Home News Construction purchasing managers Index recovers in May but weakness continues

UK construction continued a sustained downturn in business activity during May according to the latest IHS Markit/CIPS UK Construction Total Activity Index. The latest survey highlighted a softer pace of decline than the record slump in the previous month, largely reflecting a gradual reopening of construction sites as lockdown measures were eased in England.

At 28.9 in May, the headline seasonally adjusted Index increased from the record low of 8.2 in April, but was the second-lowest since February 2009. Any figure below 50.0 indicates an overall decline in output.

May data also indicated a rapid drop in new orders received by UK construction companies, which was almost exclusively attributed to the coronavirus disease 2019 (COVID-19) pandemic. Survey respondents commented on a sharp decline in demand for new construction projects, although some noted that the reopening of sites had helped to alleviate the scale of the downturn in order books.

Tim Moore, Economics Director at IHS Markit, which compiles the survey, said: “A gradual restart of work on site helped to alleviate the downturn in total UK construction output during May, but the latest survey highlighted that ongoing business closures and disruptions across the supply chain held back the extent of recovery.

“It seems likely that construction activity will rebound in the near-term, as adaptations to social distancing measures become more widespread and the staggered return to work takes effect. However, latest PMI data pointed to another steep reduction in new orders

received by UK construction companies, with the pace of decline exceeding the equivalent measures seen in the manufacturing and service sectors.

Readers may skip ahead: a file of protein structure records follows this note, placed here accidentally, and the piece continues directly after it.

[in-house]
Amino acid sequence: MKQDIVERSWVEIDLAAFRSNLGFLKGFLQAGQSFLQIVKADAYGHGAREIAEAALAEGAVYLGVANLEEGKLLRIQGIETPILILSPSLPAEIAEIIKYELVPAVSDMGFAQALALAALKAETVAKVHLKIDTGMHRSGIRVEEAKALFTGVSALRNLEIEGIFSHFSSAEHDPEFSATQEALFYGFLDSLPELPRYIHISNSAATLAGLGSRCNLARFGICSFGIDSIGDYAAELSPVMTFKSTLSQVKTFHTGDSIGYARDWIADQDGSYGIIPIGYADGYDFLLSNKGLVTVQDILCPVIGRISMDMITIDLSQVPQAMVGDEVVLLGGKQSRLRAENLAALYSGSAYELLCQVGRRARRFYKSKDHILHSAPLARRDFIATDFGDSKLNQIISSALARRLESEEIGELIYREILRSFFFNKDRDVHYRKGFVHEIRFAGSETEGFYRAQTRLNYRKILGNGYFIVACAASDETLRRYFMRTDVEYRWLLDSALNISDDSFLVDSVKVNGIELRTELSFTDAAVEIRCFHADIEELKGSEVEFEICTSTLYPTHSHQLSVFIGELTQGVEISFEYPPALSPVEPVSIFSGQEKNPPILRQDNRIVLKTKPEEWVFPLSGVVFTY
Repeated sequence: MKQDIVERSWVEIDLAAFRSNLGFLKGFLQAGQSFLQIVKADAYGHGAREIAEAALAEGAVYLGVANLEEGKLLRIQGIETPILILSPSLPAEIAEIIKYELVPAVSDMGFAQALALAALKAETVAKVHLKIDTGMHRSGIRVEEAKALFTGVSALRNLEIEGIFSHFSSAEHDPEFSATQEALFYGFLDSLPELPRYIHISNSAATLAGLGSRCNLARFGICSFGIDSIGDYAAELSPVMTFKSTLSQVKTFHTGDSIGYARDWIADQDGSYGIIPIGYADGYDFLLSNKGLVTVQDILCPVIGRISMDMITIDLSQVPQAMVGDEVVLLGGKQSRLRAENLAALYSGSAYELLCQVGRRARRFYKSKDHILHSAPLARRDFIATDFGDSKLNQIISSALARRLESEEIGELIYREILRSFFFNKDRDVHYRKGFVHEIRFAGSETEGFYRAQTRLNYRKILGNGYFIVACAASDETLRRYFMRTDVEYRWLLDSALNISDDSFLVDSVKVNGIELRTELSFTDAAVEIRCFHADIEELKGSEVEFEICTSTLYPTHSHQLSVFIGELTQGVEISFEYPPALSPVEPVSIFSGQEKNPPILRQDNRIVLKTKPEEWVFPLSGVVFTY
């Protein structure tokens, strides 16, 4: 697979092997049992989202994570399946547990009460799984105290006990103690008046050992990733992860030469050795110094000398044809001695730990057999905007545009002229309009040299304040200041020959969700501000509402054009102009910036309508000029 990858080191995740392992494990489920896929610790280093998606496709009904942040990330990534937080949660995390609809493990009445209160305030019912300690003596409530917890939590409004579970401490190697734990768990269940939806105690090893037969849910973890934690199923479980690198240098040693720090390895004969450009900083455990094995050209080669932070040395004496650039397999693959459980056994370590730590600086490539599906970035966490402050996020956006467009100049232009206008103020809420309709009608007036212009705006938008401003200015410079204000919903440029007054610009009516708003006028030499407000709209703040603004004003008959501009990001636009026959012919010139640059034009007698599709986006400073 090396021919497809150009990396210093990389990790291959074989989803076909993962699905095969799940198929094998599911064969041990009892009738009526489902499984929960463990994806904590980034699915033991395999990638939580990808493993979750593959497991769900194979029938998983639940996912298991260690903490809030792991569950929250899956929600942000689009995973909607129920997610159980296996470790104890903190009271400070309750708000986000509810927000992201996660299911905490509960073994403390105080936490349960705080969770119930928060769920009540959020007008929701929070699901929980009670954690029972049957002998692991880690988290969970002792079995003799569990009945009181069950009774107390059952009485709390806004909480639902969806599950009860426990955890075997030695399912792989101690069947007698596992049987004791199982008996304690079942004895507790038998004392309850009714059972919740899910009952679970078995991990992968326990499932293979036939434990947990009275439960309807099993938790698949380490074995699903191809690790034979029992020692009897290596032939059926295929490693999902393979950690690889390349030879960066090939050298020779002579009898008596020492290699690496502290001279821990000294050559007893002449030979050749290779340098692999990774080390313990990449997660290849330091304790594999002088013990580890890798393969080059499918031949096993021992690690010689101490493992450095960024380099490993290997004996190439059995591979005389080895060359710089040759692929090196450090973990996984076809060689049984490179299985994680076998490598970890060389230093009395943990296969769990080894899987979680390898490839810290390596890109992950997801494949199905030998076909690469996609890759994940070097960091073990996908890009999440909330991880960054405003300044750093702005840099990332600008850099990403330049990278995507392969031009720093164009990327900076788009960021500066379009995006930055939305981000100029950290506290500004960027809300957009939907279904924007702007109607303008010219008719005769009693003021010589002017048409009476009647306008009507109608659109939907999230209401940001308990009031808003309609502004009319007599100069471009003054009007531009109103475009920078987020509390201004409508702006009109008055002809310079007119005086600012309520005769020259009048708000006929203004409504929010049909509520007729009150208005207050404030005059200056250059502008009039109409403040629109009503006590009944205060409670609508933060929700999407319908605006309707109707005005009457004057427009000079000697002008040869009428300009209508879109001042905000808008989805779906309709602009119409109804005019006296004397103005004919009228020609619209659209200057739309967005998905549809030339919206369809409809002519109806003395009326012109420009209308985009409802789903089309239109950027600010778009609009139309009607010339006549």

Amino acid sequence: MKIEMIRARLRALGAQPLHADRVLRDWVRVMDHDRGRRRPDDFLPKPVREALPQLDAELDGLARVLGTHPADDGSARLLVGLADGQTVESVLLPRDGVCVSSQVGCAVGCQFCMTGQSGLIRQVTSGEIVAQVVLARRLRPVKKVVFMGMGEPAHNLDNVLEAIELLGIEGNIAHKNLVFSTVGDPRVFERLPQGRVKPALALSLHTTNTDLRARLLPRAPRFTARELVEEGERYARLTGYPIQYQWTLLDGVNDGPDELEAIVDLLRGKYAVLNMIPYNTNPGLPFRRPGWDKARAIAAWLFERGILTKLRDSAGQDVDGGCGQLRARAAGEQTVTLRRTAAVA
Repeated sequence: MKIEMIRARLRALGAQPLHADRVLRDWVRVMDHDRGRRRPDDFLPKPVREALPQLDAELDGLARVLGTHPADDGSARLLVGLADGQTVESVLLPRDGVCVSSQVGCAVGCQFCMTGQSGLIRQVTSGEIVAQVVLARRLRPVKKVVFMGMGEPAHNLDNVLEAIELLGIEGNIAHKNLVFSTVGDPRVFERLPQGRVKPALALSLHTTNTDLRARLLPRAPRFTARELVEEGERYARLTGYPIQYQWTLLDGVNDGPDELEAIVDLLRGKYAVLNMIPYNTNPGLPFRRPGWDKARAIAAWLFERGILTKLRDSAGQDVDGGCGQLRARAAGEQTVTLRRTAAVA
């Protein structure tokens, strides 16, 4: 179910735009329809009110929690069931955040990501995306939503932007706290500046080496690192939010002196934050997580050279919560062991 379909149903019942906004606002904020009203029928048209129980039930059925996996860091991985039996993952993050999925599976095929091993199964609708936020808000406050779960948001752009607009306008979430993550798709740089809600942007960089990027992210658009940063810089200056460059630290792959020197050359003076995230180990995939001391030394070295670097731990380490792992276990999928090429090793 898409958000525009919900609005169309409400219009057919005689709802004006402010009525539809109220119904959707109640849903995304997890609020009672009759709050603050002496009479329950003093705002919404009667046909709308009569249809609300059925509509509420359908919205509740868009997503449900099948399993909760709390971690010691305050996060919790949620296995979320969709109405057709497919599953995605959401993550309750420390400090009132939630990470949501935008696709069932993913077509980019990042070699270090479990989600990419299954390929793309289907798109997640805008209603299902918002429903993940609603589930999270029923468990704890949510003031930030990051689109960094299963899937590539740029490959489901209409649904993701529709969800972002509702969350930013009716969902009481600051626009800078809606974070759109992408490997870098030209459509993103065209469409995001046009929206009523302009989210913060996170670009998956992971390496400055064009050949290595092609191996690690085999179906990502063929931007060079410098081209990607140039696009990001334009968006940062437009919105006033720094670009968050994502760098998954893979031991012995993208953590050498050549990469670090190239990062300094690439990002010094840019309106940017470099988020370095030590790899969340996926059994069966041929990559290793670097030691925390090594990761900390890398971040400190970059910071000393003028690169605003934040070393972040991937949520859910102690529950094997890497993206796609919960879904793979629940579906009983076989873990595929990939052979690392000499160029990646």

Duncan Brock, Group Director at the Chartered Institute of Procurement & Supply: “Spending was slashed as clients continued to stonewall building firms and put new projects on hold. With furloughed staff across the supply chain, companies saw their capacity leak away and the construction sector now faces the most challenging environment for generations. Building materials were in constrained supply as vendors gradually reopened in May, while items such as personal safety equipment were difficult to source.

“As the sector staggers back to work, and builders put their heads above the parapet, they face a number of obstacles. New safer working practices will ensure operations can continue but client confidence to place new orders is harder to predict. As the furlough scheme is unravelled towards the end of the summer, the floodgates preventing redundancies may also fly open and job losses will follow without a strong pipeline of work waiting in the wings. It will take a long time for the sector to build strength from the ruins of COVID-19.”

Around 64% of the survey panel reported a drop in construction activity during May, while only 21% signalled an expansion. Where growth was reported, this was mostly attributed to a limited return to work on site following shutdowns in April.

Looking ahead, construction companies remain downbeat about their prospects for the next 12 months, with sentiment holding close to April’s low. Recession worries and fears of postponements to new projects were commonly reported in May.

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